The administrative grievance process of the Jail begins when an inmate submits a grievance form. If an inmate is dissatisfied with the response to a grievance, he can appeal to the Jail Administrator. Plaintiff received a response to each grievance that he has submitted, including the grievances that he attached to his Complaint in this matter. I have reviewed Plaintiff s jail files and do not have any record that Plaintiff appealed any of the grievances he filed to the Jail Administrator.

(DE 75-3 at 1). As previously stated, the record reflects that plaintiff filed three grievances during the time period at issue, one concerning his request for a lactose-free diet, one requesting copies of the “inmate/doctor confidentiality agreement, ” and one stating that other inmates had informed plaintiff that the jail staff had discussed his medical information with others. (DE 1-1 at 1-3). Plaintiff received responses to each of these grievances, but did not file any appeals. (Id; see also DE 75-3 at 1). Additionally, plaintiff does not appear to dispute that filed no appeals. (See DE 78).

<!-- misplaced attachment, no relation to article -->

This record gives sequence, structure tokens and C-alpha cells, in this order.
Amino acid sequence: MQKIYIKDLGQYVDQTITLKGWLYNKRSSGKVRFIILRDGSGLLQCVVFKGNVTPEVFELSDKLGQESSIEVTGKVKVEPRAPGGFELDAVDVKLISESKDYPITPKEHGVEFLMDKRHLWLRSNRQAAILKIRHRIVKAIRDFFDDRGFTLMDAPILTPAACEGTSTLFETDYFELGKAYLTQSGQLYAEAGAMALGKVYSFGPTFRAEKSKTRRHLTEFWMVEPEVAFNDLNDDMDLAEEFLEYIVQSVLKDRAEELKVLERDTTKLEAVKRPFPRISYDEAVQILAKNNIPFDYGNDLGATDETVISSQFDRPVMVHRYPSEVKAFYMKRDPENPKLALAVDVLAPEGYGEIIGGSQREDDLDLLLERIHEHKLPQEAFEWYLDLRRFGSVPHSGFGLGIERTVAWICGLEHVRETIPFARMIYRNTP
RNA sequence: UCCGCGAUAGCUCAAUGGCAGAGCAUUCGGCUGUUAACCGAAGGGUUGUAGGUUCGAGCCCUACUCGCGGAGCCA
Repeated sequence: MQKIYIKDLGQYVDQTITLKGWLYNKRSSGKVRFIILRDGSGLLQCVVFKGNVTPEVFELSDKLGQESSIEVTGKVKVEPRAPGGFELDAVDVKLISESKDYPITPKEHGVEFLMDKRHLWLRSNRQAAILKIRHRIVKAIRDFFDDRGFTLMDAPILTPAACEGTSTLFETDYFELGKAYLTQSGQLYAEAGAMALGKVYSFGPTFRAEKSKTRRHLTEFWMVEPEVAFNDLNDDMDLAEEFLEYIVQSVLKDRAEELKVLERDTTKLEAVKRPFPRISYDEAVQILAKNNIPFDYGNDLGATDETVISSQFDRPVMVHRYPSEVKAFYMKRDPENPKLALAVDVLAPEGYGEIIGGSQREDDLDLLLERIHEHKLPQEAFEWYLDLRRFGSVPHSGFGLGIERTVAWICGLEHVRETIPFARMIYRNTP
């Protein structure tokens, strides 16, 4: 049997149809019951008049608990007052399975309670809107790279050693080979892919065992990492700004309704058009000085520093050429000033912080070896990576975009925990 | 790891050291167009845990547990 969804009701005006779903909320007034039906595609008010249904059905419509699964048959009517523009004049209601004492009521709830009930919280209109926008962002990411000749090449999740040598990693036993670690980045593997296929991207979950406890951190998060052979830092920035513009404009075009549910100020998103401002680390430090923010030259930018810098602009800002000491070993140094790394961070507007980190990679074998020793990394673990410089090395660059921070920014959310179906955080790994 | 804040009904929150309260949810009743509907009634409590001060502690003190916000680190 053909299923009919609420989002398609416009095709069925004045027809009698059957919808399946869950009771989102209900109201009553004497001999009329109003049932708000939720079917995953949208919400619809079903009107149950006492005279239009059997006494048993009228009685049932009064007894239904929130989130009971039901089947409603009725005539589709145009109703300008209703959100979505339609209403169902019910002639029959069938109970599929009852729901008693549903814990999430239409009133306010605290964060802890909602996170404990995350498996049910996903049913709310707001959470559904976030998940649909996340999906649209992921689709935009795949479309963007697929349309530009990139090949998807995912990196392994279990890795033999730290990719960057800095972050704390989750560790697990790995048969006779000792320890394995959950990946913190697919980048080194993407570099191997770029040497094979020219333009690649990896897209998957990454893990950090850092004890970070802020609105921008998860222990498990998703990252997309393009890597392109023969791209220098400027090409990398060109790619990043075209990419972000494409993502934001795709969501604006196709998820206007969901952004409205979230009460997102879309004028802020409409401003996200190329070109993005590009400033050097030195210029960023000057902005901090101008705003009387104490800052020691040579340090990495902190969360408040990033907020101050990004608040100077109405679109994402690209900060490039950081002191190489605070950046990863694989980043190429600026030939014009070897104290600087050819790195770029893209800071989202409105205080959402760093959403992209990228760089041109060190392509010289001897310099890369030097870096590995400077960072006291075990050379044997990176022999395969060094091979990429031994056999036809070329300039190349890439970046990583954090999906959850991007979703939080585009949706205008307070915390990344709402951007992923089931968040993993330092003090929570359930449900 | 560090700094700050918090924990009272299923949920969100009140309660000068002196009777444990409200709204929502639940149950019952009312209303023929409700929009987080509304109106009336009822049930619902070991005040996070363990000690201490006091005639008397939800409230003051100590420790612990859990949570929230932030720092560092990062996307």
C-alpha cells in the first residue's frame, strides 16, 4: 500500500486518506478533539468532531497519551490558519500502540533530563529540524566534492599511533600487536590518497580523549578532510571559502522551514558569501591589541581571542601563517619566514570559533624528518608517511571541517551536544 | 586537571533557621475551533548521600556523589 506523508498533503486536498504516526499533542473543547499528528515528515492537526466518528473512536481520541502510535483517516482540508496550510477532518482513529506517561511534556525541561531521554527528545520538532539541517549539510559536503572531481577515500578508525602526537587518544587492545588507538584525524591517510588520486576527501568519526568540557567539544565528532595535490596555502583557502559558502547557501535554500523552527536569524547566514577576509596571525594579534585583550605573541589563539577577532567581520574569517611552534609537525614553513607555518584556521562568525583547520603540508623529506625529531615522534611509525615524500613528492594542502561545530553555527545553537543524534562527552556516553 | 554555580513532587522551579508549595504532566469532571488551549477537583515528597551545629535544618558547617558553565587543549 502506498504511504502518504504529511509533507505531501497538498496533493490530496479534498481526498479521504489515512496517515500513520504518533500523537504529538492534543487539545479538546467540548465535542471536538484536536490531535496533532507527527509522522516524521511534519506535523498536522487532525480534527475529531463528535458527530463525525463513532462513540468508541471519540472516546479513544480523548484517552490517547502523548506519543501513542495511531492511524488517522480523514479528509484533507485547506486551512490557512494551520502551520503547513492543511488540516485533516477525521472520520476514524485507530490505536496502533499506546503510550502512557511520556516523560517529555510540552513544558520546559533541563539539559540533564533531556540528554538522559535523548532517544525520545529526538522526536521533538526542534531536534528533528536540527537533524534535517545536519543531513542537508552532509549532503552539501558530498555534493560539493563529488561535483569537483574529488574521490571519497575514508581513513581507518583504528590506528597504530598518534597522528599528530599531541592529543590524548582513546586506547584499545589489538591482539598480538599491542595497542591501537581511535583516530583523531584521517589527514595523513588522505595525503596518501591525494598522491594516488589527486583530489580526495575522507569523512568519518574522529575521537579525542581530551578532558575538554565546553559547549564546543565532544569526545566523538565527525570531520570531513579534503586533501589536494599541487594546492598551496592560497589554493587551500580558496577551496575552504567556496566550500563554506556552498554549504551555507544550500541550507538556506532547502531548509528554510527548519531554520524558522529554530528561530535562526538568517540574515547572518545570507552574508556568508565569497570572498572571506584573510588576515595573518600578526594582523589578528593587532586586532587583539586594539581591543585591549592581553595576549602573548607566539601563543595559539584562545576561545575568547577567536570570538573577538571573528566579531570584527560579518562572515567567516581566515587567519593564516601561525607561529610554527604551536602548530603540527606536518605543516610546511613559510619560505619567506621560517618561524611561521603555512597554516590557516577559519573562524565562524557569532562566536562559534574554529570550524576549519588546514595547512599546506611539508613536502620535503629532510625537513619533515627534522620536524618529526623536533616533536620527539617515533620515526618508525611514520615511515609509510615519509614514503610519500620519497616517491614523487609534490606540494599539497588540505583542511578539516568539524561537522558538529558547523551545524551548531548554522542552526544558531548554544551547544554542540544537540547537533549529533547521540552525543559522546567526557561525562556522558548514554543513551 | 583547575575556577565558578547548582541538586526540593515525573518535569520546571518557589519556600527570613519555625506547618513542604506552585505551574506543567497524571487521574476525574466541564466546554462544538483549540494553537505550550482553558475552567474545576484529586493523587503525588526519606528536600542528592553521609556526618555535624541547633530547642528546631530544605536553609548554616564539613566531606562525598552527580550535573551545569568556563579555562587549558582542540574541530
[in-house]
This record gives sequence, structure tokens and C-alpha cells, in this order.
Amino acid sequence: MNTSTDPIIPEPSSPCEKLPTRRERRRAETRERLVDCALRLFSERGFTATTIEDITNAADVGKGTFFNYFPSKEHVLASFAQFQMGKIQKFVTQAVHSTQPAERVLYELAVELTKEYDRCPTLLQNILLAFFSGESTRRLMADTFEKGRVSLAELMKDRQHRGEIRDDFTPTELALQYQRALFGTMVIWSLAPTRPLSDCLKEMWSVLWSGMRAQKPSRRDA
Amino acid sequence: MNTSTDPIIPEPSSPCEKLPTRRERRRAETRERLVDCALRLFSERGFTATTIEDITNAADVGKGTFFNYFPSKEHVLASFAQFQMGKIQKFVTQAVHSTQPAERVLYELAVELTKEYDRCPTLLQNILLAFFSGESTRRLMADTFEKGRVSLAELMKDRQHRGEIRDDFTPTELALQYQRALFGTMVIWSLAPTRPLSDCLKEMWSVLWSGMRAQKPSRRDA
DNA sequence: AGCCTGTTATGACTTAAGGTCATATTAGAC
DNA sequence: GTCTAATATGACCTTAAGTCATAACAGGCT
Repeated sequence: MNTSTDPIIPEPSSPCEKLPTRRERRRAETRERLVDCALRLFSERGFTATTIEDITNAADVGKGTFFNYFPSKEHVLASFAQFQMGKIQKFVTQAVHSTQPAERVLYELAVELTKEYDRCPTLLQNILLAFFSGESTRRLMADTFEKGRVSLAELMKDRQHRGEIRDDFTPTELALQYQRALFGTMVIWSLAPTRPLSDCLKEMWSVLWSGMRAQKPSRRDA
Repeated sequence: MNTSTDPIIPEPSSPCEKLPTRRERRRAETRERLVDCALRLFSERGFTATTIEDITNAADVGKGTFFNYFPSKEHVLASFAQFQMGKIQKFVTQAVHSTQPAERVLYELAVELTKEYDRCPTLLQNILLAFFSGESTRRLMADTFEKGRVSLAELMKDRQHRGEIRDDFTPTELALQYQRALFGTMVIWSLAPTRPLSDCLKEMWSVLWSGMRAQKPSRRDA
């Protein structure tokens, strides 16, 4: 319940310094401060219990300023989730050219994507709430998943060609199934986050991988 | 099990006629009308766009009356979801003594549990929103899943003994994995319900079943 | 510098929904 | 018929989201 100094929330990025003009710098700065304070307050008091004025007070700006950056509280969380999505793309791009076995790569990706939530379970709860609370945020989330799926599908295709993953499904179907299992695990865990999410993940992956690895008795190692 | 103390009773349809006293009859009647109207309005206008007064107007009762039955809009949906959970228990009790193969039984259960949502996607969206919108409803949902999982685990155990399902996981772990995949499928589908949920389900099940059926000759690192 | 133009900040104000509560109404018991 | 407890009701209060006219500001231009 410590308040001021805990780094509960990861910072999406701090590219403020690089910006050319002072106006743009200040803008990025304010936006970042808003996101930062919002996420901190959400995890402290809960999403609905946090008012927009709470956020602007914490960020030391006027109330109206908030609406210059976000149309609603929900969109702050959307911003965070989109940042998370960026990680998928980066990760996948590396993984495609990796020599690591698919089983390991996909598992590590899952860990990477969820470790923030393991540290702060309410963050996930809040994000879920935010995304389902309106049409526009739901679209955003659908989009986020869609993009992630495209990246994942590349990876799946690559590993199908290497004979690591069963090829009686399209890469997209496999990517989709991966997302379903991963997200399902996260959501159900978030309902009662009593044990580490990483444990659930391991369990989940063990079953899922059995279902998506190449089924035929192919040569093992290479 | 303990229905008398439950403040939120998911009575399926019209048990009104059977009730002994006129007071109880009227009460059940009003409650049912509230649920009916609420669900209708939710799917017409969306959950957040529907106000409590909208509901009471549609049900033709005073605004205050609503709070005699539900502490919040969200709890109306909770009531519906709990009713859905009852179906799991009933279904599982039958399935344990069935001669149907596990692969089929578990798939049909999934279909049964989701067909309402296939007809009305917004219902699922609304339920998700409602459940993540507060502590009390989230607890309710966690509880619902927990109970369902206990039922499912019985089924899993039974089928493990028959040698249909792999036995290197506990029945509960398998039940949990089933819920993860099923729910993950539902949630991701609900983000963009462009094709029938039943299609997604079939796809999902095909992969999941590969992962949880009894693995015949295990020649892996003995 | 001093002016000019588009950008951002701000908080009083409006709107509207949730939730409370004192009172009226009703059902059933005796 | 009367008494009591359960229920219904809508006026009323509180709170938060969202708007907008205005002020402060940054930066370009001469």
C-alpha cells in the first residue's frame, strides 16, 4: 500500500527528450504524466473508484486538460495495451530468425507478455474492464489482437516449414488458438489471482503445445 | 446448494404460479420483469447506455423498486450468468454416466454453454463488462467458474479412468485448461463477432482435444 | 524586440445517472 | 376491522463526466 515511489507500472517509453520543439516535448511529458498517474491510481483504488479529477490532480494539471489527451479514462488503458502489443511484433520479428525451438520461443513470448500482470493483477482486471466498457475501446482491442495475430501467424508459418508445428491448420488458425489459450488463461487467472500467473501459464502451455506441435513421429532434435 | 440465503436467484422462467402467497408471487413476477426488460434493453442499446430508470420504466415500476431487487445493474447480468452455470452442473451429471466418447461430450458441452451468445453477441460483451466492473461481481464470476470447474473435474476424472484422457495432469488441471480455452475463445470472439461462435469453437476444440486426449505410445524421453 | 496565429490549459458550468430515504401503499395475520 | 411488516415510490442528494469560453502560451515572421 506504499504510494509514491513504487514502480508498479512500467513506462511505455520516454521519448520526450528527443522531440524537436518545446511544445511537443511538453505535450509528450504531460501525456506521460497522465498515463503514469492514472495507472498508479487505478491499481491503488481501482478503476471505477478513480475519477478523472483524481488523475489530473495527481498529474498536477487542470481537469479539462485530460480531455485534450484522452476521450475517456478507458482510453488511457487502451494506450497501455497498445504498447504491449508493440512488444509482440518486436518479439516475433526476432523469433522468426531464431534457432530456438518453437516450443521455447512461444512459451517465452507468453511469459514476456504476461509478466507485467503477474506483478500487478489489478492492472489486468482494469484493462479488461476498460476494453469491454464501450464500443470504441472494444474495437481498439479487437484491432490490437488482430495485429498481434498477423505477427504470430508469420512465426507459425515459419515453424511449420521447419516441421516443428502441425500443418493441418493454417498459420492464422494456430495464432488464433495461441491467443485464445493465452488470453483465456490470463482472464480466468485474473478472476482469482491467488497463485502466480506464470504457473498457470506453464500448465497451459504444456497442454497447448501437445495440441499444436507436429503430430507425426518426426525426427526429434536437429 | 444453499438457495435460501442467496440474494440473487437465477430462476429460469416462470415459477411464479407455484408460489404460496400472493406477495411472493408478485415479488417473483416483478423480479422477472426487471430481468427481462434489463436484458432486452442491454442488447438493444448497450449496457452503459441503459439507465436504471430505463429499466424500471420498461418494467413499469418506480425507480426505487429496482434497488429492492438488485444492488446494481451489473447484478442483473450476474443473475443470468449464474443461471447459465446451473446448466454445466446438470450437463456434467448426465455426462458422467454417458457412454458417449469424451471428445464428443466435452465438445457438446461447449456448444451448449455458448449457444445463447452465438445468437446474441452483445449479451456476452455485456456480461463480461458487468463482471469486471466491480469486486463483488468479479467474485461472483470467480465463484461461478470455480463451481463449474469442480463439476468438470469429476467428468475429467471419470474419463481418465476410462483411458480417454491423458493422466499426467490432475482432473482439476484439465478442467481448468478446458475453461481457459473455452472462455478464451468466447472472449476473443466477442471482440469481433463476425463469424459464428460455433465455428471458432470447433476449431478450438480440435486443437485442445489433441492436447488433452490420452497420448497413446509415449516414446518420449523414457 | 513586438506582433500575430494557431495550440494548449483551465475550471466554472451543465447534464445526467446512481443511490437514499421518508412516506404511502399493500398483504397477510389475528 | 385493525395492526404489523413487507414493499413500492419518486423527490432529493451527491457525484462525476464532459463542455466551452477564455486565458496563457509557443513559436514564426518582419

The court finds that plaintiff has failed to exhaust his administrative remedies. Therefore, Plaintiffs claims ...